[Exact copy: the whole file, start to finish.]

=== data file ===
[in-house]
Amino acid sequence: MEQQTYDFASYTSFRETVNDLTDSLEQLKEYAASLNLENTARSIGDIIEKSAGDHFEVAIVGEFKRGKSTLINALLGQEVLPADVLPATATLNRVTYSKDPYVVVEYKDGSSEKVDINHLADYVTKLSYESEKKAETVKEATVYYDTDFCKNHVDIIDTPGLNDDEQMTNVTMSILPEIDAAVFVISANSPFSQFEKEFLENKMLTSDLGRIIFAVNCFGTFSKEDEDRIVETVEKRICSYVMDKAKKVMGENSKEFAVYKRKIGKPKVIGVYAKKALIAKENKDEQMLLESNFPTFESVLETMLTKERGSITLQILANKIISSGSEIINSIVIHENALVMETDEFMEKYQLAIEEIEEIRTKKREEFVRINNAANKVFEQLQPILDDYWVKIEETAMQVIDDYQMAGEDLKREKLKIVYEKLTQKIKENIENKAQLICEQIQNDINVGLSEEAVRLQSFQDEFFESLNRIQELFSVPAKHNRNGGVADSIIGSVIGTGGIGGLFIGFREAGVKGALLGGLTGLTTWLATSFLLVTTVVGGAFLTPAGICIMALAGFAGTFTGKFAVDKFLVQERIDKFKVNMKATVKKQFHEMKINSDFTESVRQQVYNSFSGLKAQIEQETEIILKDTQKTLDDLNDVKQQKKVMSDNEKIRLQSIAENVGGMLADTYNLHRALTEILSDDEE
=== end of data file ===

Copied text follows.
[in-house]
Amino acid sequence: MEQQTYDFASYTSFRETVNDLTDSLEQLKEYAASLNLENTARSIGDIIEKSAGDHFEVAIVGEFKRGKSTLINALLGQEVLPADVLPATATLNRVTYSKDPYVVVEYKDGSSEKVDINHLADYVTKLSYESEKKAETVKEATVYYDTDFCKNHVDIIDTPGLNDDEQMTNVTMSILPEIDAAVFVISANSPFSQFEKEFLENKMLTSDLGRIIFAVNCFGTFSKEDEDRIVETVEKRICSYVMDKAKKVMGENSKEFAVYKRKIGKPKVIGVYAKKALIAKENKDEQMLLESNFPTFESVLETMLTKERGSITLQILANKIISSGSEIINSIVIHENALVMETDEFMEKYQLAIEEIEEIRTKKREEFVRINNAANKVFEQLQPILDDYWVKIEETAMQVIDDYQMAGEDLKREKLKIVYEKLTQKIKENIENKAQLICEQIQNDINVGLSEEAVRLQSFQDEFFESLNRIQELFSVPAKHNRNGGVADSIIGSVIGTGGIGGLFIGFREAGVKGALLGGLTGLTTWLATSFLLVTTVVGGAFLTPAGICIMALAGFAGTFTGKFAVDKFLVQERIDKFKVNMKATVKKQFHEMKINSDFTESVRQQVYNSFSGLKAQIEQETEIILKDTQKTLDDLNDVKQQKKVMSDNEKIRLQSIAENVGGMLADTYNLHRALTEILSDDEE